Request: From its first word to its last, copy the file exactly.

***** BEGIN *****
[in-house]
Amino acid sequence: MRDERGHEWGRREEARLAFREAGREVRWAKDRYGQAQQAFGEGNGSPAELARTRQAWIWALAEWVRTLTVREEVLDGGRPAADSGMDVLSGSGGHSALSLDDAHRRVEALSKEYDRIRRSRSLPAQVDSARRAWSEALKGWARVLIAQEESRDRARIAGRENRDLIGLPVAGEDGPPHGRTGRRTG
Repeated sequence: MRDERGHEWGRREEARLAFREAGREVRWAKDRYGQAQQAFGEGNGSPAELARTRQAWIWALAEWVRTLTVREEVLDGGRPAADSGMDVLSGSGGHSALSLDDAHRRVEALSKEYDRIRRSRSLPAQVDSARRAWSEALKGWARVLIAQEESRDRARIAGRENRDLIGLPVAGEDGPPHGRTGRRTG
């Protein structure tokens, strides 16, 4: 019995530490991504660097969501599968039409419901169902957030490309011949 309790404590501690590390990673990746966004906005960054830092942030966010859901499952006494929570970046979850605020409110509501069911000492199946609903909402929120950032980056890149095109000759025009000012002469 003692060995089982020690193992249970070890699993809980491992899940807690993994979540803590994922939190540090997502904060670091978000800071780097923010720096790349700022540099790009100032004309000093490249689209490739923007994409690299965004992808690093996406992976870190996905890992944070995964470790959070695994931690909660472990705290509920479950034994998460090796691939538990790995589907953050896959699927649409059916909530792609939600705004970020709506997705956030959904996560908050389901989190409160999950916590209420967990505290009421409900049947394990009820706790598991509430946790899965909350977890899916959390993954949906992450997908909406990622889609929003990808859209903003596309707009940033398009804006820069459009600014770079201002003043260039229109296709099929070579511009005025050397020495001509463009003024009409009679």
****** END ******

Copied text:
[in-house]
Amino acid sequence: MRDERGHEWGRREEARLAFREAGREVRWAKDRYGQAQQAFGEGNGSPAELARTRQAWIWALAEWVRTLTVREEVLDGGRPAADSGMDVLSGSGGHSALSLDDAHRRVEALSKEYDRIRRSRSLPAQVDSARRAWSEALKGWARVLIAQEESRDRARIAGRENRDLIGLPVAGEDGPPHGRTGRRTG
Repeated sequence: MRDERGHEWGRREEARLAFREAGREVRWAKDRYGQAQQAFGEGNGSPAELARTRQAWIWALAEWVRTLTVREEVLDGGRPAADSGMDVLSGSGGHSALSLDDAHRRVEALSKEYDRIRRSRSLPAQVDSARRAWSEALKGWARVLIAQEESRDRARIAGRENRDLIGLPVAGEDGPPHGRTGRRTG
């Protein structure tokens, strides 16, 4: 019995530490991504660097969501599968039409419901169902957030490309011949 309790404590501690590390990673990746966004906005960054830092942030966010859901499952006494929570970046979850605020409110509501069911000492199946609903909402929120950032980056890149095109000759025009000012002469 003692060995089982020690193992249970070890699993809980491992899940807690993994979540803590994922939190540090997502904060670091978000800071780097923010720096790349700022540099790009100032004309000093490249689209490739923007994409690299965004992808690093996406992976870190996905890992944070995964470790959070695994931690909660472990705290509920479950034994998460090796691939538990790995589907953050896959699927649409059916909530792609939600705004970020709506997705956030959904996560908050389901989190409160999950916590209420967990505290009421409900049947394990009820706790598991509430946790899965909350977890899916959390993954949906992450997908909406990622889609929003990808859209903003596309707009940033398009804006820069459009600014770079201002003043260039229109296709099929070579511009005025050397020495001509463009003024009409009679």